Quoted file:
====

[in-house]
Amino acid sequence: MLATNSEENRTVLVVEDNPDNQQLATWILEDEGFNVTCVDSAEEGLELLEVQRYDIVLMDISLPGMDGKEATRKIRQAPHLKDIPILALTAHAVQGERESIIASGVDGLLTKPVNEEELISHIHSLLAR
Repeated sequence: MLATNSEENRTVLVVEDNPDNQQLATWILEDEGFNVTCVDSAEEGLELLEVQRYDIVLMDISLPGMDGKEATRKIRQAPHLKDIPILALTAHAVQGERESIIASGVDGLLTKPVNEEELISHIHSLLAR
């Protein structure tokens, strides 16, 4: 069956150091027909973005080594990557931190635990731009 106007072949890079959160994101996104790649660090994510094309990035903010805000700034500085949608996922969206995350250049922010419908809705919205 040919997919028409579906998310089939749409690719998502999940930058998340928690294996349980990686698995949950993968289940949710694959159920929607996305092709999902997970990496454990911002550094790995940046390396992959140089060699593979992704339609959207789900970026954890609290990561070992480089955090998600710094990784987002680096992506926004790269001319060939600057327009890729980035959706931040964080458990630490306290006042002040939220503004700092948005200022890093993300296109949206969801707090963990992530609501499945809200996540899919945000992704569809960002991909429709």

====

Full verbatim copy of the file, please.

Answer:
[in-house]
Amino acid sequence: MLATNSEENRTVLVVEDNPDNQQLATWILEDEGFNVTCVDSAEEGLELLEVQRYDIVLMDISLPGMDGKEATRKIRQAPHLKDIPILALTAHAVQGERESIIASGVDGLLTKPVNEEELISHIHSLLAR
Repeated sequence: MLATNSEENRTVLVVEDNPDNQQLATWILEDEGFNVTCVDSAEEGLELLEVQRYDIVLMDISLPGMDGKEATRKIRQAPHLKDIPILALTAHAVQGERESIIASGVDGLLTKPVNEEELISHIHSLLAR
């Protein structure tokens, strides 16, 4: 069956150091027909973005080594990557931190635990731009 106007072949890079959160994101996104790649660090994510094309990035903010805000700034500085949608996922969206995350250049922010419908809705919205 040919997919028409579906998310089939749409690719998502999940930058998340928690294996349980990686698995949950993968289940949710694959159920929607996305092709999902997970990496454990911002550094790995940046390396992959140089060699593979992704339609959207789900970026954890609290990561070992480089955090998600710094990784987002680096992506926004790269001319060939600057327009890729980035959706931040964080458990630490306290006042002040939220503004700092948005200022890093993300296109949206969801707090963990992530609501499945809200996540899919945000992704569809960002991909429709």